I'm learning that stability is precious for these sweet littles. A fun weekend away can still be wrought with worry. For a three year old who cannot wrap her mind around explanations and promises to return, respite with unfamiliar families may not be a great idea. I think, in the future, we'll want to either leave them with the same family, with families that she knows well, or not at all. She needs all the normal she can get because when I walk out the door, she doesn't know if I'm coming back.

Little Sister seems unaware that anything was changed over the weekend, It makes me sad to see her so content everywhere she goes. I'd much rather her be fighting to stay with someone she trusts. In the last few weeks, I've seen her making progress all around. Her tantrums have all but disappeared, and I'm working every day to connect with her in meaningful ways. We're working on language development, and I've been happy to see her starting to ask, "what's this?" about everything in her little world. Her annunciation isn't fantastic, but I can understand many new phrases and sentences. There is less gibberish and more understandable communication. For that, we are thankful. I'm guessing the ability to communicate more maturely is a huge factor in the decrease in tantrums. She's stopping to say, "I have that please" instead of taking what she wants. And I am careful to say yes as often as I possibly can. We're determined to let her know that words (nice words) work magic around the blue house!

Monday, April 7, 2014

Fear and My Own Broken Promises

We’re praying our way through the inquiry process of 7 and 13 year old siblings that God has planted in our hearts. I’ll be honest. It’s terrifying to think of starting to parent/build trust/love a kid that late in the game! The fear is paralyzing. I'm supposed to make a call to the kids' worker to set up meetings with their foster parents for more information. I can't quite make myself pick up the phone. 

Here's the kicker. I felt something with these two. Not "Oh, they're beautiful!" Although they most definitely are! Not the "I want to scoop them up because their stories are sad." Although I do, and they are. In my heart of hearts, I felt that this time was for real

I promised myself things over and over in the last couple years. We would never foster. We wouldn't get attached to a kid before we were chosen as their adoptive placement. We wouldn't entertain legal-risk placements. We wouldn't consider older children. Oh, the things I promised! 

One by one, I've let go of every promise I made to myself... and now we're standing with one promise left- 
Follow God's plan and don't box him in.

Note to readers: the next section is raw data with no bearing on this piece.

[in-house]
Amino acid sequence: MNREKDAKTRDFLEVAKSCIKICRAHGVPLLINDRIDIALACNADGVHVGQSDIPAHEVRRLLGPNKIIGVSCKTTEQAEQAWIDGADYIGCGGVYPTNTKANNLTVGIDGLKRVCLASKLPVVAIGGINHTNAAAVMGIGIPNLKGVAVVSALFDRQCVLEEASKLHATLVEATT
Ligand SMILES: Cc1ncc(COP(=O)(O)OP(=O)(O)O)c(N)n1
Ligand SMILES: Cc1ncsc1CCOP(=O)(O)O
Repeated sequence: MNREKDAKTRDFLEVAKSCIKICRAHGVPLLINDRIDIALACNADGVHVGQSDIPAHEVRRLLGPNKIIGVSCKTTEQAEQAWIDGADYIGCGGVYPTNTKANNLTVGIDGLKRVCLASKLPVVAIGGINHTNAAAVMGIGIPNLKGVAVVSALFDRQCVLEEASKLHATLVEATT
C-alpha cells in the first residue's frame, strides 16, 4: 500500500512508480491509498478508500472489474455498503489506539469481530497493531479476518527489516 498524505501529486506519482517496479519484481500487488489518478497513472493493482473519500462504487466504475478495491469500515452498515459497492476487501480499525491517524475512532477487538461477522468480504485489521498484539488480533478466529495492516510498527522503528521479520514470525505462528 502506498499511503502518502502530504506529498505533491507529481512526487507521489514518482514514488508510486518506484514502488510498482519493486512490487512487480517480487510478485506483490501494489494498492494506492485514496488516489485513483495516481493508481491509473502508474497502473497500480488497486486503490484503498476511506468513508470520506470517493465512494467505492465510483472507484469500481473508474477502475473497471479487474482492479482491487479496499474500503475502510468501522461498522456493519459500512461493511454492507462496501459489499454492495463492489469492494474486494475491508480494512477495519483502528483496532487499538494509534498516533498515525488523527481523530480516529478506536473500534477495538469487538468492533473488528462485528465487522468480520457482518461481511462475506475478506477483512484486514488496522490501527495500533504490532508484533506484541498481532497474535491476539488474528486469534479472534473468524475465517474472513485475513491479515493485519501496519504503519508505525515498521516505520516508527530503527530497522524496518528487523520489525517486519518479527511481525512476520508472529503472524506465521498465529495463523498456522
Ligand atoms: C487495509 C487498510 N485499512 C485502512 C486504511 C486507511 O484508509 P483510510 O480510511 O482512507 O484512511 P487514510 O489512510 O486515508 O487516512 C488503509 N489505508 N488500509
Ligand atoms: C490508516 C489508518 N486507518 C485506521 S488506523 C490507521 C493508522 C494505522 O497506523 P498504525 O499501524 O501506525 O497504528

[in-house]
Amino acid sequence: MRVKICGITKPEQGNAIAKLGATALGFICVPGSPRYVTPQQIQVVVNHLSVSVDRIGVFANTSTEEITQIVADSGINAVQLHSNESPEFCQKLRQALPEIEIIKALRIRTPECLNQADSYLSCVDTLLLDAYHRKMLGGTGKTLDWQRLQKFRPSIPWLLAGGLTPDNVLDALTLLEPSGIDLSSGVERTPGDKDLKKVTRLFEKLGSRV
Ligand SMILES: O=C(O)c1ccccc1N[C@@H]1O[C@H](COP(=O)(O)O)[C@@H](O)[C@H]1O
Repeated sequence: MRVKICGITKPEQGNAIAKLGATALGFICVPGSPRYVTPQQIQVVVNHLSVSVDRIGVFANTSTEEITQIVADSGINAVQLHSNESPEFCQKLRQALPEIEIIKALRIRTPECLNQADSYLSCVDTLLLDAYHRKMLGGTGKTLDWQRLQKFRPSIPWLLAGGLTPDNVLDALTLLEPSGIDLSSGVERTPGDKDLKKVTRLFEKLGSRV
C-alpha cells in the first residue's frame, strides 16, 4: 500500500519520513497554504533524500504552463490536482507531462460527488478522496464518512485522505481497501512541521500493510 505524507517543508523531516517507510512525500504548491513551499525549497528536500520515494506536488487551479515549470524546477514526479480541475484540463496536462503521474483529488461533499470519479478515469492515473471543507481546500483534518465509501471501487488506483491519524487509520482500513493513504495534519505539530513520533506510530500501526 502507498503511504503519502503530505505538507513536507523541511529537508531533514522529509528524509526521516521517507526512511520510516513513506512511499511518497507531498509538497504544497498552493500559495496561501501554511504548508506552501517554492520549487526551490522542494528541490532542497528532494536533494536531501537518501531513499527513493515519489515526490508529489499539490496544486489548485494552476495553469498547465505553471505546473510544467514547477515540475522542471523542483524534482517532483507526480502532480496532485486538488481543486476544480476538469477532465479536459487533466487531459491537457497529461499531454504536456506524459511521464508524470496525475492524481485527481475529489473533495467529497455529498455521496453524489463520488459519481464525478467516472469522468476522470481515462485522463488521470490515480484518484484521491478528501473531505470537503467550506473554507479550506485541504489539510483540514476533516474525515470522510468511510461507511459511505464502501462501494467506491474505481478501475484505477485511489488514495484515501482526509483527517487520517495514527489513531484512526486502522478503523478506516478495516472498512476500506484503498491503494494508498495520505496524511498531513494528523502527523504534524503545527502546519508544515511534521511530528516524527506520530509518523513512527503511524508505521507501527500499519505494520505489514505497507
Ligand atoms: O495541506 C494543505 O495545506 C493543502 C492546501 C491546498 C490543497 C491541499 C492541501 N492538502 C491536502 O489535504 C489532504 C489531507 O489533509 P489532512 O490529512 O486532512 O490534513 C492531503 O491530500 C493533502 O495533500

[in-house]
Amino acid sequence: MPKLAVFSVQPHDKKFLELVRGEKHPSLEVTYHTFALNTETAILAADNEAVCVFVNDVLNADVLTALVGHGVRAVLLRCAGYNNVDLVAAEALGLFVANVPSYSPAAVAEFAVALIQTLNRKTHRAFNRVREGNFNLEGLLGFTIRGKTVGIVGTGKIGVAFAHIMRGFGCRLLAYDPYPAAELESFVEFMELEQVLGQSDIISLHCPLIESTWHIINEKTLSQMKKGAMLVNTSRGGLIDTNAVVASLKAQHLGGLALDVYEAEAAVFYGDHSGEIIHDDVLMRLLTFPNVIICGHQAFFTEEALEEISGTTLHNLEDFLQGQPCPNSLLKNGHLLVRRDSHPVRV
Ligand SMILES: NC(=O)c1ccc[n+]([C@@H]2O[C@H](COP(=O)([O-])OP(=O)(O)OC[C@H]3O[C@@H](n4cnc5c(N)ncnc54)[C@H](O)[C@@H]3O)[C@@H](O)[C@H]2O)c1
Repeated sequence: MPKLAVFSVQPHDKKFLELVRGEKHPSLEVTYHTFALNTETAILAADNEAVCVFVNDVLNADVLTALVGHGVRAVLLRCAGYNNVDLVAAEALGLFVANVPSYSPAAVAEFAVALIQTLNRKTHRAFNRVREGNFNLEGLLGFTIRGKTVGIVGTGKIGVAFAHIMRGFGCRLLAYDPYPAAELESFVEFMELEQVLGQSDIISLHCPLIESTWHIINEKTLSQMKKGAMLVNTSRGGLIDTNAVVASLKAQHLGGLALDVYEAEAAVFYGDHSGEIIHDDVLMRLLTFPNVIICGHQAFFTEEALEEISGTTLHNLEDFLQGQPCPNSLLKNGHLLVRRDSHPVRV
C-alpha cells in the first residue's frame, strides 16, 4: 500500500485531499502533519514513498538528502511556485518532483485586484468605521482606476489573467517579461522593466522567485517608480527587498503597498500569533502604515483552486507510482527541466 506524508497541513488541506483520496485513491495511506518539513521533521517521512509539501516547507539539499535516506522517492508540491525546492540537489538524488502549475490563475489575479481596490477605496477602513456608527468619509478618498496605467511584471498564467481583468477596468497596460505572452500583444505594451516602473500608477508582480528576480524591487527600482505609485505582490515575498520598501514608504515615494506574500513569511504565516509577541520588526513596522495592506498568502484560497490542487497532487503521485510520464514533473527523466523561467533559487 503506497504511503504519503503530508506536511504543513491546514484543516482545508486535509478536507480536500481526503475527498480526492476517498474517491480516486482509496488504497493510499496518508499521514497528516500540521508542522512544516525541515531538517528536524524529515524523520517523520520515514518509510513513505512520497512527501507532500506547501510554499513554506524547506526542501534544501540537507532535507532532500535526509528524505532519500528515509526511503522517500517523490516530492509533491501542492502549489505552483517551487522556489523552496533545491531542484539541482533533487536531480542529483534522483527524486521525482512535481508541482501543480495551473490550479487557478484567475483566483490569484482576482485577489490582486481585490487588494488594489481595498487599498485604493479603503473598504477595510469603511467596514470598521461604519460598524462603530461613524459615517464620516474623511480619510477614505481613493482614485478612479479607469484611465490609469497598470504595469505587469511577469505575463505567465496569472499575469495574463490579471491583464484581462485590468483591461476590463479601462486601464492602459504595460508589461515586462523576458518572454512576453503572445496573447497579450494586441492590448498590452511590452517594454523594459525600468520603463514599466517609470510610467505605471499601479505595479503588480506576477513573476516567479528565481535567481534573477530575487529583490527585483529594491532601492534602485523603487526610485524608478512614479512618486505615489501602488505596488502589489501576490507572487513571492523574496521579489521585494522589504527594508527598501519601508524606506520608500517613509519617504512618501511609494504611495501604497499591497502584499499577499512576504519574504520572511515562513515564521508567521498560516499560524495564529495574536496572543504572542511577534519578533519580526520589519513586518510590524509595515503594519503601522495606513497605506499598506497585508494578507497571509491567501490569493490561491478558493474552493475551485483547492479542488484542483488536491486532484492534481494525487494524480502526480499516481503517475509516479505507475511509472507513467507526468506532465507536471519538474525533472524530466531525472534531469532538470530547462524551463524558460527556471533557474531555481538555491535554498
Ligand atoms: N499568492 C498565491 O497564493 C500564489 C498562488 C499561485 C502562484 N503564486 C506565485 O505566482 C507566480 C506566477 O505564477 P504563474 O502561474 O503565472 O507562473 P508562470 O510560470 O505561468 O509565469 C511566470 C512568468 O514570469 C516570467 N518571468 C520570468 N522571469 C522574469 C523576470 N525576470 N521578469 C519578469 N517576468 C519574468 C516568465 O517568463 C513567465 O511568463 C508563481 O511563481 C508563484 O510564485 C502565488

Thursday, April 3, 2014

Receiving Respite

Respite care. We've provided it, and now we're getting to see what life is like on the other side. Amos and I are attending a foster care/adoption conference this weekend. We registered for the conference two months ago, about three weeks before the girls came. Until a week ago, we had accepted that we wouldn't be able to attend, but one last effort led to another, and we found ourselves in the receiving end of respite care. We were in licensing classes with the family, and we've sent a few facebook messages back and forth recently. I'm so thankful to have had those opportunities to get to know them. I feel very comfortable leaving our girls with them.

We delivered a crib on Tuesday evening to the home where the girls will stay and gave them a chance to play a bit. Hopefully that will make the drop off go smoother. At least they won't be dropped on a complete stranger's doorstep. Since Tuesday, Big Sister has been asking nonstop if we can go to "Her" house now.

One hard part of respite is splitting the kids. I hate that we're sending the bios to my mom's and the girls somewhere else. We might have decided to split the kids between houses anyway (because who wants to ask someone to keep your FIVE kids overnight), but separating them into "old" and "new" makes me crazy.

All the work it took to arrange child care, pack bags for three different destinations, and prepare the kids has left me wondering if it's worth it. Then I think of Amos and how much I miss him. I know that we are both craving time to reconnect and take a deep breath. Sadly, it is all too easy to forget about each other in the crowd of kids and the endlessly busy schedules. I know that those first moments after the last goodbye will be worth all the hoops we've jumped through. Here's to 24 hours of adult interaction!